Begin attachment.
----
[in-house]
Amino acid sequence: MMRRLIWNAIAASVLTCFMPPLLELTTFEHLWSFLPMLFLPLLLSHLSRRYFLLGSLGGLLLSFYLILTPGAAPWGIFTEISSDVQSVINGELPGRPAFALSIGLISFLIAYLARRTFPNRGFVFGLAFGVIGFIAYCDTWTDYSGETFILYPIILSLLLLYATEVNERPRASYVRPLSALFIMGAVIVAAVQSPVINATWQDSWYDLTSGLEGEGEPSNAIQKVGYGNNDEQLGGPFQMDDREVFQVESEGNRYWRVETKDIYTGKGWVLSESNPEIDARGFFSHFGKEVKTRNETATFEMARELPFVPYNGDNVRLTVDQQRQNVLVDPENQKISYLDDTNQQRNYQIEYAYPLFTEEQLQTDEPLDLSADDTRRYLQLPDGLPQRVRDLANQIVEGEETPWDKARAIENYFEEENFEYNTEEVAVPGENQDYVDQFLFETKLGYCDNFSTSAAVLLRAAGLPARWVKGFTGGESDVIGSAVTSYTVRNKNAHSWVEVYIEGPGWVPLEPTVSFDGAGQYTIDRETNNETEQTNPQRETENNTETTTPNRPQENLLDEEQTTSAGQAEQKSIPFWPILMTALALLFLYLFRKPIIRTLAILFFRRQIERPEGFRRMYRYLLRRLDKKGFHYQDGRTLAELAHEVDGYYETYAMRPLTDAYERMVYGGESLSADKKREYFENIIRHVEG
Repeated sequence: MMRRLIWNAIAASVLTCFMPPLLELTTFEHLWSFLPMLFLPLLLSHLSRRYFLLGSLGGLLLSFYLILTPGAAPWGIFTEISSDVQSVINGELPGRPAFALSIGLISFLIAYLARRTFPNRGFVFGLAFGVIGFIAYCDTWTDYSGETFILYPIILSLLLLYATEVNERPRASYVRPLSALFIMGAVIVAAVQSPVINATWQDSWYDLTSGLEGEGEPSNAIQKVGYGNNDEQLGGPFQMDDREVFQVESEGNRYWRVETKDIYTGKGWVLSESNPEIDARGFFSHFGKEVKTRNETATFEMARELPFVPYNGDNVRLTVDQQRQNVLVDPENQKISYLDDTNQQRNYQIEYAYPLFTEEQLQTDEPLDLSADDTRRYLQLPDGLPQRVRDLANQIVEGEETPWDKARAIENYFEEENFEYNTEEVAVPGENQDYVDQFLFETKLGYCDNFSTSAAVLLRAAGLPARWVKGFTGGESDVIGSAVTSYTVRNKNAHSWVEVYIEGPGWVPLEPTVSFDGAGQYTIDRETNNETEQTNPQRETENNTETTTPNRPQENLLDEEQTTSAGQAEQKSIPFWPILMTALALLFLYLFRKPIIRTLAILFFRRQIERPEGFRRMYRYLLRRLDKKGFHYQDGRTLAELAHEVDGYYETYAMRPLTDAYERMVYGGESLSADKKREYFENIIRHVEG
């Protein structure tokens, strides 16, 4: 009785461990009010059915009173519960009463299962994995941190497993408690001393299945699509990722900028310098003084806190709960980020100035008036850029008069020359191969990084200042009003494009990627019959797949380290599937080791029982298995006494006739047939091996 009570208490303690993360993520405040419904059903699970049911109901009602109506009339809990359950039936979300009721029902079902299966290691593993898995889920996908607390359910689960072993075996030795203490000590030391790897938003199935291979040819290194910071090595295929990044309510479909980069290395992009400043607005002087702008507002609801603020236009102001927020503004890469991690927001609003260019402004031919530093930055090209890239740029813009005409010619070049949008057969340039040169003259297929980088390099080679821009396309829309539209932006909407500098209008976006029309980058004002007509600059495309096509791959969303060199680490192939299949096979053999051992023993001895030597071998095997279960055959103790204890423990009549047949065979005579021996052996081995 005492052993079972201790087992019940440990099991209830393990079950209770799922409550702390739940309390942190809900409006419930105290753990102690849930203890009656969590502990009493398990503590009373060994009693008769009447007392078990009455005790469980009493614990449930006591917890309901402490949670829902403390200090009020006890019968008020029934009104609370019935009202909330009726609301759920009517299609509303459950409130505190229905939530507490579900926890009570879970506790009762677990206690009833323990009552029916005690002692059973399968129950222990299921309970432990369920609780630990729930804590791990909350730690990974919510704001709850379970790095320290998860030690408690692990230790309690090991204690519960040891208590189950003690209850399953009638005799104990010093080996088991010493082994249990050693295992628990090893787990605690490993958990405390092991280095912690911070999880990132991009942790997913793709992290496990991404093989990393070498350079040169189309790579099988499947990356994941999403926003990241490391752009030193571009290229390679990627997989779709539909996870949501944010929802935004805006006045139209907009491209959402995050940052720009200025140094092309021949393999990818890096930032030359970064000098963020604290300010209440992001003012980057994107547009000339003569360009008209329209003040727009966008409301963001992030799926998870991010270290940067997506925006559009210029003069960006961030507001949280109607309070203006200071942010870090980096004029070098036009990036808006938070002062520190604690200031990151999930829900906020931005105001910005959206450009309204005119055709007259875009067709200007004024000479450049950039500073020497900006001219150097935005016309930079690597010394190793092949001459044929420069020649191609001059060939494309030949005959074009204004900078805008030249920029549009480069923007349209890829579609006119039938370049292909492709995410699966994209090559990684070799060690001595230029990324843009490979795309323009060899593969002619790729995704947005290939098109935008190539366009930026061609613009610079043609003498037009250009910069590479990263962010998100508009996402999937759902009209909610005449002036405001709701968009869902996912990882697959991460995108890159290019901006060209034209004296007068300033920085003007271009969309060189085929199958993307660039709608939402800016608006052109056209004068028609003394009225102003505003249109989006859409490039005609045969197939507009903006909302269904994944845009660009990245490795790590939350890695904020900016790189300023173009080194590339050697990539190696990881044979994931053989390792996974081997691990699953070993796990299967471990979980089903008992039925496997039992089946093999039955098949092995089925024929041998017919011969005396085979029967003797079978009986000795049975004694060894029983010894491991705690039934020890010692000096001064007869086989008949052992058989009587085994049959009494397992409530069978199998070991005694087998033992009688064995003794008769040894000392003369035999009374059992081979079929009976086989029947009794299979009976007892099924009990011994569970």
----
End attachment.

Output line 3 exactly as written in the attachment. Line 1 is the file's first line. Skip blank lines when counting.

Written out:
Repeated sequence: MMRRLIWNAIAASVLTCFMPPLLELTTFEHLWSFLPMLFLPLLLSHLSRRYFLLGSLGGLLLSFYLILTPGAAPWGIFTEISSDVQSVINGELPGRPAFALSIGLISFLIAYLARRTFPNRGFVFGLAFGVIGFIAYCDTWTDYSGETFILYPIILSLLLLYATEVNERPRASYVRPLSALFIMGAVIVAAVQSPVINATWQDSWYDLTSGLEGEGEPSNAIQKVGYGNNDEQLGGPFQMDDREVFQVESEGNRYWRVETKDIYTGKGWVLSESNPEIDARGFFSHFGKEVKTRNETATFEMARELPFVPYNGDNVRLTVDQQRQNVLVDPENQKISYLDDTNQQRNYQIEYAYPLFTEEQLQTDEPLDLSADDTRRYLQLPDGLPQRVRDLANQIVEGEETPWDKARAIENYFEEENFEYNTEEVAVPGENQDYVDQFLFETKLGYCDNFSTSAAVLLRAAGLPARWVKGFTGGESDVIGSAVTSYTVRNKNAHSWVEVYIEGPGWVPLEPTVSFDGAGQYTIDRETNNETEQTNPQRETENNTETTTPNRPQENLLDEEQTTSAGQAEQKSIPFWPILMTALALLFLYLFRKPIIRTLAILFFRRQIERPEGFRRMYRYLLRRLDKKGFHYQDGRTLAELAHEVDGYYETYAMRPLTDAYERMVYGGESLSADKKREYFENIIRHVEG